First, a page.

ONE hundred years ago Hawick Amateur Operatic Society staged its first production. And ever since then well over 1,000 performers have helped brighten up the grey auld toon by appearing on various stages during the society’s 89 productions.
This week, HAOS celebrated its centenary by putting on Beauty and the Beast at the town hall. And what a wonderful anniversary it turned out to be.
The society wanted it to be something special and that was why Beauty and the Beast was carefully chosen, as it is a relatively new musical and certainly something special.
This writer continues on the word special in describing the performance of Natalie Paterson who plays one of the leading roles in the show.
For Natalie is something special plus a little bit more besides. An extremely talented performer, she simply stars in her portrayal of Belle, the young girl who, as the story progresses, falls in love with the Beast. Apart from shining in singing numbers such as ‘Belle,’ ‘No Matter What,’ ‘Something There’ and ‘A Change in Me,’ Natalie brings about further brightness with refreshing acting skills.
Right up there in the top bracket with Natalie is Iain Scott as the Beast. Playing this part is demanding and the role takes a lot of filling to be done properly. Iain has risen to this challenge in style though.
His performance is first class, and highlighted by the powerhouse singing of ‘How Long Must This Go On,’ ‘If I Can’t Love Her,’ and ‘Something There.’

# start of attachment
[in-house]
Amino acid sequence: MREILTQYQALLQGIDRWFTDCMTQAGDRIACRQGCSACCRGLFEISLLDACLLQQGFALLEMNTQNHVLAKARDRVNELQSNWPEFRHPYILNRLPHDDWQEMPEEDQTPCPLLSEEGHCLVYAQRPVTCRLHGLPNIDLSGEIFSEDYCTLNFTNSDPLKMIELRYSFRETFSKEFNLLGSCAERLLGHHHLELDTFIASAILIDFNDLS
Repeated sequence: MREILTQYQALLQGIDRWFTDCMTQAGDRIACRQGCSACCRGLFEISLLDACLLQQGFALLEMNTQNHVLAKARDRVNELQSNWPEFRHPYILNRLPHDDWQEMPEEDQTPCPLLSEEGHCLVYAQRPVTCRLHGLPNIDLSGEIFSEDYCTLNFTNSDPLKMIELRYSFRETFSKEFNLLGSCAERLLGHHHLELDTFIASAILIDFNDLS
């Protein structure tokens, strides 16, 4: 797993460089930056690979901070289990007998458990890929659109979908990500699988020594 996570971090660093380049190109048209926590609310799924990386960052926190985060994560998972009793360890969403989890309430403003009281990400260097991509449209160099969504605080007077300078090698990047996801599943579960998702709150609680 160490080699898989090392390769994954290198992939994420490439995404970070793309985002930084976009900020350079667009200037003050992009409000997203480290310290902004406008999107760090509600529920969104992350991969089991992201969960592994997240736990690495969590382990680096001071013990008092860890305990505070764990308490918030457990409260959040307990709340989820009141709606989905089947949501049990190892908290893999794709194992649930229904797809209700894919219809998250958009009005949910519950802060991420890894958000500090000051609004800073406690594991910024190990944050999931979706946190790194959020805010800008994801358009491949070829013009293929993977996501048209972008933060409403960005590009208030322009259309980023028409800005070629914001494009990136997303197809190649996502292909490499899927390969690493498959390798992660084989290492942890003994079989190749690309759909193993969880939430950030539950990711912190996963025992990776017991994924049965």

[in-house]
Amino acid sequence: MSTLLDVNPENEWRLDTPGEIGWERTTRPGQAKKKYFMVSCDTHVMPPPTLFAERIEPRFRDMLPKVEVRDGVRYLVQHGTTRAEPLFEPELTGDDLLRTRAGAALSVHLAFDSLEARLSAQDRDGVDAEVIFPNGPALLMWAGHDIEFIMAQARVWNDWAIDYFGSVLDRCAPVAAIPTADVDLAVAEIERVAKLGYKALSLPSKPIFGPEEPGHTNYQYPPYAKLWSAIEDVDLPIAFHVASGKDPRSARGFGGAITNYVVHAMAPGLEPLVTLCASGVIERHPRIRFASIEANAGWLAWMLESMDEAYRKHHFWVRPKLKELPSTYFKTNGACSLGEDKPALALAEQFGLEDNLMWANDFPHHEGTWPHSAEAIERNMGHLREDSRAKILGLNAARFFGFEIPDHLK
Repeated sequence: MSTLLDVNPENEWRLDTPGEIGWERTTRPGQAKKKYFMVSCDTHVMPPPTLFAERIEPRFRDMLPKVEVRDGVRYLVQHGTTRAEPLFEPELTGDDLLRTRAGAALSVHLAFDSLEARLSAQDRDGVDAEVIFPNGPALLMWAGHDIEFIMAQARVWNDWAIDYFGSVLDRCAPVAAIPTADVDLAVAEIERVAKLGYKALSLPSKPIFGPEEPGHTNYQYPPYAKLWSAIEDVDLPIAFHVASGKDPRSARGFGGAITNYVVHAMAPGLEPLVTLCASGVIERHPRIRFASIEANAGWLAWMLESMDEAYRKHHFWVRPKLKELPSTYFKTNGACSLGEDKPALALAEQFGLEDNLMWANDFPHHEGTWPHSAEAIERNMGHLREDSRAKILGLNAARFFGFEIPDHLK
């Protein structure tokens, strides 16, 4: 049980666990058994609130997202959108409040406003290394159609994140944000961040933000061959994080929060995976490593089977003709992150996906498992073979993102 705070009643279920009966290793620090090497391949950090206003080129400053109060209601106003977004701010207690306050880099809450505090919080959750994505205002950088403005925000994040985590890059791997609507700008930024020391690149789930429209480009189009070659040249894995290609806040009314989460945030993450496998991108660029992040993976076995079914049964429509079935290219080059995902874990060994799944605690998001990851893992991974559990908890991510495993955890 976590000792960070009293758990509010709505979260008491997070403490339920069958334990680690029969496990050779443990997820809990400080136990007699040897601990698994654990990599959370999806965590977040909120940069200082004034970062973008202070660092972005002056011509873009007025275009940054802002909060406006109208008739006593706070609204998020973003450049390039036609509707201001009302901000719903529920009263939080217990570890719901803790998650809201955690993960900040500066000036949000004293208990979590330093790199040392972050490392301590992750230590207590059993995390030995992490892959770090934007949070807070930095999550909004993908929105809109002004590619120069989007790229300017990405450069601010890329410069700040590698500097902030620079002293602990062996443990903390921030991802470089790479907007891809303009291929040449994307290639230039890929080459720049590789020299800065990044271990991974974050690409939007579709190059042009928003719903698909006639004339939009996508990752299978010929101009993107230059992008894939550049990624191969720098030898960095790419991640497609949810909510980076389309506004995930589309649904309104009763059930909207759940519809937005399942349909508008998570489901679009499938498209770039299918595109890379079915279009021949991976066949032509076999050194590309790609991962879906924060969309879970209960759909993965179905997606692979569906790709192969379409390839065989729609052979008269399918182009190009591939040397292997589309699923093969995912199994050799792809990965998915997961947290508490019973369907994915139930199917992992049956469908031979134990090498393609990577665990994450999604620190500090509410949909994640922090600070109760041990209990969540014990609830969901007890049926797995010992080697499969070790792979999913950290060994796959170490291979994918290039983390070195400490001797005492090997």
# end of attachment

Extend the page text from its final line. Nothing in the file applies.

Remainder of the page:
David Paterson, the elder brother of Natalie, keeps the Paterson family flag flying high in his part as Gaston. A flamboyant, loud, know-it-all character, Gaston, who likes to show a bit of muscle, is extremely well played by David. And for good measure, he shows what a tremendous singer he is with his rendering of ‘Me,’ ‘Maison Des Lunes’ and ‘The Mob Song.’
The castle in which the Beast lives is full of servants, who although once humans, are now enchanted objects due to the spell that has been cast upon them, as well as the Beast.
And what a wonderful and colouful bunch of oddities they are. New face Pamela Scott makes an impressive debut as Mrs Potts and is excellent in her singing of Beauty and the Beast, which is a beautiful number.
Rachel Inglis as the flighty French maid and Shelagh Duncan as Madame de la Grand Bouche are both spot on as well.
Richard Millan (Lumiere) and Craig McCredie (Cogsworth) have great chemistry between them and are a super double act who produce plenty laughs.
Brothers Paul and Martin Goldie are delights in their role as Chip, while the show also includes the boys’ mum Frances, and sisters Louisa and Rachel.
Jim Arbon, who has more than made his mark in HAOS productions over the years, once again produces the goods to the full as Maurice, the eccentric father of Belle.
Billy Rooney as Lefou, Paul Lockie as Monsieur D’Arque, Fergus Hislop as the Young Prince and Silly Girls Janie Mallin, Ashley Wilkinson and Louise Szoneberg all make the most of their roles.
An excellent chorus is also very much part of this top-notch show.
Putting on Beauty and the Beast was a massive challenge for producer Brian McGlasson, although he had staged the show in Innerleithen a year back. However, it’s been a challenge well worth taking on, for under his guidance it has been a five-star production.
With choreographer Anne Anderson once more at the helm, the dancing was again lively, exhilarating and of a high standard.
Musical director Derek Calder got his side of the matters just perfect, as did his orchestra.